The Effects of Enhanced Physical Education on Academic Achievement
Schools around the country are reducing the amount of time devoted to PE. It is the predominate feeling among some administrators that physical education reduces the instruction time in core academic subjects. These administrators fail to see the connection between physical education and classroom learning. This month I decided to research this topic. Here are a few of the key findings:
Connection Between The Body and The Mind
Human and animal studies show brain areas involved in movement and learning are intimately connected, and physical activity could increase those neural connections (Uensen,1998; Shephard, 1997). Learning complex movement sequences stimulates the prefrontal cortex used in learning and problem solving, and this effect could improve learning. Neuroimaging data revealed changes in neural activity in the prefrontal cortex corresponding to the benefit of exercise on executive function observed in the exercise groups.
A review of over a hundred studies concluded that physical activity is associated with selected advantages in cognitive function, specifically math, acuity and reaction time (Thomas, Landers, Salazar, & Etnier, 1994) .
Statewide studies have found a positive relationship between FitnessGram (a fitness assessment and reporting program for youth) scores and performance on academic achievement tests. Another large and long-tern study was conducted in Trois Rivieres, in Quebec, Canada, beginning in the mid 1970s (Shephard,jeQuier, LaVallee, LeBarre, & Rajic, 1980; Shephard, LaVallee, VoIle, LaBarre, & Beaucage,1994; Shephard et al., 1984). Students in first through sixth grades received increased time for physical education and decreased time for other types of instruction. Improvements were reported, not only in fitness and psychomotor abilities, but in class grades also.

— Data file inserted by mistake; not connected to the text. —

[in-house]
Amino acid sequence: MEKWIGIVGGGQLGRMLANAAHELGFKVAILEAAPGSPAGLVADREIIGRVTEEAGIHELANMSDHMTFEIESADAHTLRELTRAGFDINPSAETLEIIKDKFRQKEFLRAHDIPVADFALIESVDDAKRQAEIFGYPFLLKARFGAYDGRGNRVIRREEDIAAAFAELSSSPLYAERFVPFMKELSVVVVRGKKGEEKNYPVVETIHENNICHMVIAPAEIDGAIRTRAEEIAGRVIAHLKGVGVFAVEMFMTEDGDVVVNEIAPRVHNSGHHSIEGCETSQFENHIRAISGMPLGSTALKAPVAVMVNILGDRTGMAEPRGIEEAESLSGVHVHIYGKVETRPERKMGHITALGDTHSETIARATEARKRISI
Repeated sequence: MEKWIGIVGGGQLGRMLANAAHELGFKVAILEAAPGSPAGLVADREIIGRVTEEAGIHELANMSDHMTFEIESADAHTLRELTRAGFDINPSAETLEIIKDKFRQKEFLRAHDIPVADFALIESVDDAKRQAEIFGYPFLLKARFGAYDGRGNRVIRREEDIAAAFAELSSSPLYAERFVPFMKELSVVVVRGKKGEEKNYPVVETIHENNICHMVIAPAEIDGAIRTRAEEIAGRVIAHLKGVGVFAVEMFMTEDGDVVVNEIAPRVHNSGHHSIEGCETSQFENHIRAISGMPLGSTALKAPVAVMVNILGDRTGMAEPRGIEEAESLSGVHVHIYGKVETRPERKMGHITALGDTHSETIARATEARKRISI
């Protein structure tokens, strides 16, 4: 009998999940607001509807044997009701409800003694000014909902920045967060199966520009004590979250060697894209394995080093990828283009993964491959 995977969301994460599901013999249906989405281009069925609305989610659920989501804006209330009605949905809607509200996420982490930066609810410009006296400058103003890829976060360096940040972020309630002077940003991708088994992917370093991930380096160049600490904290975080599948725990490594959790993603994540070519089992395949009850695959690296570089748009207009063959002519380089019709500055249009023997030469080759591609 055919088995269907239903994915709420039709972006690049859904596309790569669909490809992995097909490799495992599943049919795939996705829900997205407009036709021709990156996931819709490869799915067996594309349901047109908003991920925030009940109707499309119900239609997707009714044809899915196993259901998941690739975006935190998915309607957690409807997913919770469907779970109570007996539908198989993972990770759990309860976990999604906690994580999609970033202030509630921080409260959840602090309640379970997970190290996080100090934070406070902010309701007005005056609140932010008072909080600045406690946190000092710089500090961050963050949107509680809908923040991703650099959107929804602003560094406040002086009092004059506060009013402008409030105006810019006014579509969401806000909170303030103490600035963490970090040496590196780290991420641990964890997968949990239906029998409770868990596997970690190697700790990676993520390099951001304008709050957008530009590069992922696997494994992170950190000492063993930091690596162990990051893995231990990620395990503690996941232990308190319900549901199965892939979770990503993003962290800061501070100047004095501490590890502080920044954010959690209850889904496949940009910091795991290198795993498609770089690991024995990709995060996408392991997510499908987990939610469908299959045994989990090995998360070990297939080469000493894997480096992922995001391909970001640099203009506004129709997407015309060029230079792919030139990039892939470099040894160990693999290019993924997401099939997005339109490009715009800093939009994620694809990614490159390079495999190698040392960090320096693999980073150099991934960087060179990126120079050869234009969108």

Improving Attention Span and Classroom Behavior
Physical activity might alter attention span through neurohormonal mechanisms, which could improve the child’s ability to focus in the classroom (Shephard, 1997). A summary of the fifty most rigorous studies exploring the relationship between indicators of physical activity and academic performance found 251 associations between physical activity and academic performance, representing measures of academic achievement, academic behavior, and cognitive skills and attitudes. Of all the associations examined, slightly more than half (50.5%) were positive, 48% were not significant, and only 1.5% were negative.
In a period when greater emphasis is being placed on preparing children to take standardized tests, these studies should give school administrators reasons to consider investing in quality physical education and vigorous activity programs, even at the expense of time spent in the classroom. Time devoted to physical activity at school may actually improve academic performance.
The health benefits of physical activity are well-known. Therefore, the implementation of accessible, low-cost physical activity programs for youth should be pursued without delay.
These well-researched benefits are playing out everyday here at Foothills Montessori School both on the field and in the classroom. Our students are getting fit and staying healthy during PE. When they return to the classroom, the effects of exercise are enhancing the already incredible work our teachers are doing.